One of the very nice features of Go is the package system. This permits compilation to be much faster than C++. In C++, if library A depends on library B depends on library C, that generally means that header files in A include header files in B and header files in B include header files in C. That means that when compiling A, the compiler has to parse C’s header files. In a large program, each compilation winds up parsing a lot of lines of code. In real programs this very quickly adds up to hundreds of thousands of lines of code being parsed for each input file. To make matters worse, parsing happens to be the very slowest part of a non-optimizing C++ compilation, taking up nearly 50% of overall compilation time.
Go’s package system means that this does not happen. If package A imports package B but does not import package C, then when compiling A the compiler only needs to read B’s exported data, not C’s. It is possible for B’s exported data to include some of C’s types, in which case those types will be present in B’s exported data. In practice, though, this only happens for a limited subset of C’s types, and of course it does not include C’s functions, variables or constants at all. The effect is that the Go complier sees many many fewer lines of code during a compilation. Plus, of course, parsing Go is faster than parsing C++. This is the main reason why the Go compiler is so much faster than a C++ compiler.
Many languages have similar package systems, of course. It works very well for Go but it’s hardly a unique feature.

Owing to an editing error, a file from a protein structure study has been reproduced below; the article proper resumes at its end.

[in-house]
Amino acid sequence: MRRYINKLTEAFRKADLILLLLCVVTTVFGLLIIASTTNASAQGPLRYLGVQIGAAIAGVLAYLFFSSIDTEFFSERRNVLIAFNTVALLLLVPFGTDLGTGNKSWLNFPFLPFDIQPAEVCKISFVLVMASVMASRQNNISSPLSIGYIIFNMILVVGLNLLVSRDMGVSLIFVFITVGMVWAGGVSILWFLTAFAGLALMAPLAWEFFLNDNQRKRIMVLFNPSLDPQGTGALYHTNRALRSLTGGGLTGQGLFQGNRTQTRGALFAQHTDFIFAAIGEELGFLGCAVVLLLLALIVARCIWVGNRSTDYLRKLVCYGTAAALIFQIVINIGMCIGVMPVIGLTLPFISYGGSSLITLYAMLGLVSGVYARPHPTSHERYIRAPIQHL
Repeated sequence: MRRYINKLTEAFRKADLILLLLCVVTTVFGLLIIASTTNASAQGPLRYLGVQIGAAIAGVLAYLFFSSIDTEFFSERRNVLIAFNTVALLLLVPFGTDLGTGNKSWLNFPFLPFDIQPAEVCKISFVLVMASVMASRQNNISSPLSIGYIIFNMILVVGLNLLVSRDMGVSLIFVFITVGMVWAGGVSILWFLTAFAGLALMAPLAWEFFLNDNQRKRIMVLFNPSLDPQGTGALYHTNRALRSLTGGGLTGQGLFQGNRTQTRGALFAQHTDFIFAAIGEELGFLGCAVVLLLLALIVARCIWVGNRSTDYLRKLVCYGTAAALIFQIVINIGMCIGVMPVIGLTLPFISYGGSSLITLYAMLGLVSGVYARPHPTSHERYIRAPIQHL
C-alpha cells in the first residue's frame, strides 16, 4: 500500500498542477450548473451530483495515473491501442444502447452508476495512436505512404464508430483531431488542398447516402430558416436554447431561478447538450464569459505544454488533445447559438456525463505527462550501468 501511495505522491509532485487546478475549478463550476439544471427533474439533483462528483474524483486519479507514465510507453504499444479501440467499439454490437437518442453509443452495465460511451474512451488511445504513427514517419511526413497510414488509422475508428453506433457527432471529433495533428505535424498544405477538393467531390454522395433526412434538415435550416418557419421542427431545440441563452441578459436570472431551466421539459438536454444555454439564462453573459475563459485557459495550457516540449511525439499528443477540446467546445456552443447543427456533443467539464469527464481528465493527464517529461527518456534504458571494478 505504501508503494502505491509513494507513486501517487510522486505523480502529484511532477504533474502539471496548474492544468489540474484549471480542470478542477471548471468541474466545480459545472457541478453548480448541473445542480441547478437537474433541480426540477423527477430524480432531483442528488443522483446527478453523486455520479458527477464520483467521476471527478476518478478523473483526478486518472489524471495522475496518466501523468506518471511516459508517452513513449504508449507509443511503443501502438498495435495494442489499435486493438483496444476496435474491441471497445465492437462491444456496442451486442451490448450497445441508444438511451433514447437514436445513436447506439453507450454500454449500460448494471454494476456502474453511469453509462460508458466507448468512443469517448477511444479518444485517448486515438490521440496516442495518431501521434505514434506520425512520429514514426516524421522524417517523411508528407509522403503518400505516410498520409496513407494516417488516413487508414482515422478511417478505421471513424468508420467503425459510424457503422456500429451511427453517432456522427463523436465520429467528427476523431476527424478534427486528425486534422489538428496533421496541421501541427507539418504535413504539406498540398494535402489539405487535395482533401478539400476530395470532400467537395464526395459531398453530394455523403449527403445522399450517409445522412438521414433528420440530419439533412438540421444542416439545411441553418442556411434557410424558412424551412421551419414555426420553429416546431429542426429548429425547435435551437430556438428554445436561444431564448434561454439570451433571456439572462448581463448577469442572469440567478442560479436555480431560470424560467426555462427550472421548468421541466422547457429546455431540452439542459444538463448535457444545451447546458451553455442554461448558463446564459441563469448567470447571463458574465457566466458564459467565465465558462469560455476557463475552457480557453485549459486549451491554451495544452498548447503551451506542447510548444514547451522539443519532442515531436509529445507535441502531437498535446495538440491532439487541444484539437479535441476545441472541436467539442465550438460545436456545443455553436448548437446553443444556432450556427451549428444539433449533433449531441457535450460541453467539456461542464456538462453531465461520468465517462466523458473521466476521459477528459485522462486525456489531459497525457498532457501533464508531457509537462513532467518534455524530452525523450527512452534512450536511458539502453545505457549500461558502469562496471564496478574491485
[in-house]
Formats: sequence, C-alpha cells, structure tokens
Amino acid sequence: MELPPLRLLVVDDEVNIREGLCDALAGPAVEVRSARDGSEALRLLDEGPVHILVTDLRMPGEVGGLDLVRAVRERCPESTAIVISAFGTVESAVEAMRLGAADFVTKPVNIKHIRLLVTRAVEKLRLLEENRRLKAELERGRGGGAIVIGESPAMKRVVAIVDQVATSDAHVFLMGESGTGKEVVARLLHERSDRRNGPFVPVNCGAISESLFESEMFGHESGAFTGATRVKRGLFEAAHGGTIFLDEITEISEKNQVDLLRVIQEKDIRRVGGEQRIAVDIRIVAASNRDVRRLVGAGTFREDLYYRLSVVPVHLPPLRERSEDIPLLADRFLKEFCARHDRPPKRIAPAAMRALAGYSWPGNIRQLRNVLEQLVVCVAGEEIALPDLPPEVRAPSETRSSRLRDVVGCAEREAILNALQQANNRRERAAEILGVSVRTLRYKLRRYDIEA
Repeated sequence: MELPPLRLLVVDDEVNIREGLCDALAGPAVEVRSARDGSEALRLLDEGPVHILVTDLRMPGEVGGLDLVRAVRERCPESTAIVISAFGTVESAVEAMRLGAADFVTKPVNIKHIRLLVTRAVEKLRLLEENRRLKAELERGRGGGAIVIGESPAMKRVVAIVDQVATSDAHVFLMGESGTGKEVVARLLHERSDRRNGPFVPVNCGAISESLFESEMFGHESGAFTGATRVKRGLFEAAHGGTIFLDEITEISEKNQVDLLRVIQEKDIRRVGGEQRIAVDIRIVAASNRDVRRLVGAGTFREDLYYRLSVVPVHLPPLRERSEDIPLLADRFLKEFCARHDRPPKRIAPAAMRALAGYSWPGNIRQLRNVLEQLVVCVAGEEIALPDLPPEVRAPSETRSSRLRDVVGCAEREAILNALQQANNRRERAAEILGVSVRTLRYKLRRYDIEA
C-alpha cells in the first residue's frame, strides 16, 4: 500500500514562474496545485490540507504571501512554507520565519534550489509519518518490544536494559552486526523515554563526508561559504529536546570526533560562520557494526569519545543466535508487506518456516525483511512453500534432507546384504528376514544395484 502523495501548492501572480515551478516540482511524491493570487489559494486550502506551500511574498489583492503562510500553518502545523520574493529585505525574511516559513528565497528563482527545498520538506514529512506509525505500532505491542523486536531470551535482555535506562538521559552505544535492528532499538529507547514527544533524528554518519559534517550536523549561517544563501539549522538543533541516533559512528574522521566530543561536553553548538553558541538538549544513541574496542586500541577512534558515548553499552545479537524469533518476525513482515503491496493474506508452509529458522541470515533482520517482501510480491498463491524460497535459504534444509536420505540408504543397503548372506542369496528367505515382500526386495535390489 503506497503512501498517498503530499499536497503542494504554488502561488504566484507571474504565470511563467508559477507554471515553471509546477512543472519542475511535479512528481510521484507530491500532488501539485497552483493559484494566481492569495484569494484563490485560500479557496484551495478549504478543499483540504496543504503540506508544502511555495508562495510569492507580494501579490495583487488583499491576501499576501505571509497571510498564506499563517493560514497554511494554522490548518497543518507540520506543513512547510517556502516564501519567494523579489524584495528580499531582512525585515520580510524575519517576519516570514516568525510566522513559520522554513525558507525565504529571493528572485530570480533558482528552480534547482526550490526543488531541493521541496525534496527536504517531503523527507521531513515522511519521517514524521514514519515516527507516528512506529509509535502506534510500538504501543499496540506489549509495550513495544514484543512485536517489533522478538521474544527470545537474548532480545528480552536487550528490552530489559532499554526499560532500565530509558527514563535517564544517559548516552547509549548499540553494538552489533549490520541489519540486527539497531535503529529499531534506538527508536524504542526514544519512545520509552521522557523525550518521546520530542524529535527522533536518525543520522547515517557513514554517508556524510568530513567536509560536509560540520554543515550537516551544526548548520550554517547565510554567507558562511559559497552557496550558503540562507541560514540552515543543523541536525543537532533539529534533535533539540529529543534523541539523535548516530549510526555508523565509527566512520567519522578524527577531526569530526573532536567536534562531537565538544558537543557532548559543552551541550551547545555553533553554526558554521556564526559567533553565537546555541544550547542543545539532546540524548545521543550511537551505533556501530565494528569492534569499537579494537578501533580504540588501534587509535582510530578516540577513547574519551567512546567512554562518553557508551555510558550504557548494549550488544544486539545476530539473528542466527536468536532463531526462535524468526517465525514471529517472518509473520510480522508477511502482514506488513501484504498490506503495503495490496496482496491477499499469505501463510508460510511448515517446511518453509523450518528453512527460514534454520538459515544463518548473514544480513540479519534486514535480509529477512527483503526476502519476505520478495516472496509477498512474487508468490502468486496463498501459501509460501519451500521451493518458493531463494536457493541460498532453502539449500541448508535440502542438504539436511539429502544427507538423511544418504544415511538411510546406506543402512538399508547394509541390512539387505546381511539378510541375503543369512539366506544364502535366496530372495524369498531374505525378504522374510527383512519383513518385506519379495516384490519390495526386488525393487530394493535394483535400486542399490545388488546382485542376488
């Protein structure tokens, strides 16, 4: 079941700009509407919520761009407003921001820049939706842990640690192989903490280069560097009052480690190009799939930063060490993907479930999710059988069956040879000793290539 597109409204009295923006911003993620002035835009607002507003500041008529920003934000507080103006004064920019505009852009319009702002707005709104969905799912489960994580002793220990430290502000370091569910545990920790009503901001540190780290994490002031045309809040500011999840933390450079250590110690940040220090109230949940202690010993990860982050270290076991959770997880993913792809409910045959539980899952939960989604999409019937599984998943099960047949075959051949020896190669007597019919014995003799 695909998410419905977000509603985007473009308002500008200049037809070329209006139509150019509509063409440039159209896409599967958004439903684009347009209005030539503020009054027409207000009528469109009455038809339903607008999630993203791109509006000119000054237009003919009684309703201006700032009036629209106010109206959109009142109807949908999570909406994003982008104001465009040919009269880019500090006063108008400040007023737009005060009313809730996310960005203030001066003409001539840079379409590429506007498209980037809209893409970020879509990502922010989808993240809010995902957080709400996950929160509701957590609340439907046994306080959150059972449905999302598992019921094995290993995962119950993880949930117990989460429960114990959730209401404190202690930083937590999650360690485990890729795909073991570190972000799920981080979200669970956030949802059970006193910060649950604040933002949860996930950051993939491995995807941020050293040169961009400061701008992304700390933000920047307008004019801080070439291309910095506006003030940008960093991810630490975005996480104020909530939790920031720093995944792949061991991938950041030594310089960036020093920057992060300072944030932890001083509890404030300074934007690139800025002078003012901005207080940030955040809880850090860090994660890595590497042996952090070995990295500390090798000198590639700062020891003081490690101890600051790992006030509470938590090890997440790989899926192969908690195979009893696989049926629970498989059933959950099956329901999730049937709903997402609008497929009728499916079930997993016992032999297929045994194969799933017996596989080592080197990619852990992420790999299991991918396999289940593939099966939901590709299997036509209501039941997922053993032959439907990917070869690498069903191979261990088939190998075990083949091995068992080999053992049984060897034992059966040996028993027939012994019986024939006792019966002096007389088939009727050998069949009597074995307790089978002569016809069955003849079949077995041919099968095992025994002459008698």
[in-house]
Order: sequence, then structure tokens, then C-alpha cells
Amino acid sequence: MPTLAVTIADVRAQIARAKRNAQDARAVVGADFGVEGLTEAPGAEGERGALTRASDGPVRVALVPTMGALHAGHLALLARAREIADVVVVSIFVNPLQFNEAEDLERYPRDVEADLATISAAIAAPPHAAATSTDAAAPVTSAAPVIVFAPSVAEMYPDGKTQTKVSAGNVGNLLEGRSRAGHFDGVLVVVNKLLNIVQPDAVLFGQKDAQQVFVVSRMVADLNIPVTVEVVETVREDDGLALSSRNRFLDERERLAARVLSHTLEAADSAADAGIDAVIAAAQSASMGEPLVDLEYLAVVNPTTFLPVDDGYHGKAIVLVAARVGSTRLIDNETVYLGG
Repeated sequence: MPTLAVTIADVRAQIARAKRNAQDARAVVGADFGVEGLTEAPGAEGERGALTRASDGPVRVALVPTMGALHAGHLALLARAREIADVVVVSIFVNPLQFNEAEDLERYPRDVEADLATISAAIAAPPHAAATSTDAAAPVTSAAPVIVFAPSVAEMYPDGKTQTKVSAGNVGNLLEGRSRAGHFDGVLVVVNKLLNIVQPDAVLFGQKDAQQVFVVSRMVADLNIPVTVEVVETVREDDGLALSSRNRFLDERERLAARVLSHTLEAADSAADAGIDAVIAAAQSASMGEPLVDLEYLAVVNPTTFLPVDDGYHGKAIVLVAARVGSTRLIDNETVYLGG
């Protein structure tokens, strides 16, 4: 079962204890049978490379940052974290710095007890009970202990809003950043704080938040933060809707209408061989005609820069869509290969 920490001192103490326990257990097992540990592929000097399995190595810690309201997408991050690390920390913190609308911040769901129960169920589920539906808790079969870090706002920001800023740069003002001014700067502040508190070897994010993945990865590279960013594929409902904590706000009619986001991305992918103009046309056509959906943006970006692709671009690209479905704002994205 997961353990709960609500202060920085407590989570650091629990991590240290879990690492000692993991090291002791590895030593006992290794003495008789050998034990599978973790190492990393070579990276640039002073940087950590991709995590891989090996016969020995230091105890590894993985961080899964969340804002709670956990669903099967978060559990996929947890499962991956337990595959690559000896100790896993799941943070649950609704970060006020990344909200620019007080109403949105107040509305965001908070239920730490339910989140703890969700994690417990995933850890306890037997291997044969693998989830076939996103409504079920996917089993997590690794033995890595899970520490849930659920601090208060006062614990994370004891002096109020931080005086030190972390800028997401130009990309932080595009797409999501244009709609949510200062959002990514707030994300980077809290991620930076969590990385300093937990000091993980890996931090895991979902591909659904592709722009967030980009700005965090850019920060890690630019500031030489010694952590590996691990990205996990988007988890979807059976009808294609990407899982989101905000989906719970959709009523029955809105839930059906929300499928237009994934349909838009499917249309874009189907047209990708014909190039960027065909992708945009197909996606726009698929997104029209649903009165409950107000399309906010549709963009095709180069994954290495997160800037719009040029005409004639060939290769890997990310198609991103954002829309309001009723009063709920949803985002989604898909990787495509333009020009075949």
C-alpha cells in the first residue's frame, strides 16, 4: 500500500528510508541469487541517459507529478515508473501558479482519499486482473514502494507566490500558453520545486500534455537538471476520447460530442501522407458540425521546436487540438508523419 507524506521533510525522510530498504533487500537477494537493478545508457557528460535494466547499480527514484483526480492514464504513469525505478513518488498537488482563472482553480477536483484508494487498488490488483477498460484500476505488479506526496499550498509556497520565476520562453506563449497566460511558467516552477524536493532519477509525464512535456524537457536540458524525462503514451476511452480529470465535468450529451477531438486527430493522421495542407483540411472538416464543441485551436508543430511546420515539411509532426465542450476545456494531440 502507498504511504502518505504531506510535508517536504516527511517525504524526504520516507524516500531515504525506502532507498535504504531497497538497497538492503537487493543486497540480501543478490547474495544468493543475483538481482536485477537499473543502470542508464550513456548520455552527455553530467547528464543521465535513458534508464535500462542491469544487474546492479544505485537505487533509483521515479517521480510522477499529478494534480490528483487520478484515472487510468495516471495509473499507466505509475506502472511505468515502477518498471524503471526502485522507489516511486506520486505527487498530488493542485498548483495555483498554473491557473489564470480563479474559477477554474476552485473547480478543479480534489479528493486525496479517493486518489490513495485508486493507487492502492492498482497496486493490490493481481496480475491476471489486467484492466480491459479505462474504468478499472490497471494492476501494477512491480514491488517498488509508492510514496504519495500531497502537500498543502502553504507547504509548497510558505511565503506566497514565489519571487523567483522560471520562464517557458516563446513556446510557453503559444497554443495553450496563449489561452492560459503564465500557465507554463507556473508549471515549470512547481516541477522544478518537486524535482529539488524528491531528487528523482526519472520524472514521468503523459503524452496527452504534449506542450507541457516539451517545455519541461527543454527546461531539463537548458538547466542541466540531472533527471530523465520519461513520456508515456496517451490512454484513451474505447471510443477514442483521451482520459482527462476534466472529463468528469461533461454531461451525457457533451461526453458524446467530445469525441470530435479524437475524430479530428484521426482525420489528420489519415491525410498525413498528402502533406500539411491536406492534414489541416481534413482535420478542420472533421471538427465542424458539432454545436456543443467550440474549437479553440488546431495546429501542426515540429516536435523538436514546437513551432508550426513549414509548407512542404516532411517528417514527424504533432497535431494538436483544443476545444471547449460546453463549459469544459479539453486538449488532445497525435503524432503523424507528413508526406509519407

But what I want to talk about now is dynamic linking. An issue that always arises in dynamic linking is versioning. Your program expects a certain ABI. The shared object you link against provides a certain ABI. If those ABI’s don’t match, you are in trouble. C and C++ have no internal support for providing a consistent ABI. The developer of the shared library must arrange for that to happen through some other mechanism.
On GNU/Linux, this mechanism is symbol versioning. This works well for C code. When used carefully, it permits the shared library developer to provide backward compatibility for the library: a program compiled against version N of the shared library, and linked dynamically against version N+1, will run correctly. Symbol versioning is all done outside of the C language itself, using asm statements in the code and linker version scripts when creating the shared object. The programmer has to understand what changes affect the ABI and what do not. In general it requires great care to be used correctly to provide backward compatibility.
For C++ backward compatibility is much harder to implement. C++ programs are normally written using classes with methods. Some methods are inlined and some are not. A program compiled using a specific version of some header files will have some inlined methods and some not. Those inlined methods will imply a specific layout for the class. The effect is that almost any change to a class can change the ABI of a shared library. Providing backward compatibility means that you have to provide old versions of all the class methods which may not have been inlined. Of course that class may invoke other classes. In effect, for backward compatibility in the face of changes to class layout, the library has to have a copy of the old class as well as the new one, and the methods of the old class have to be given specific versions.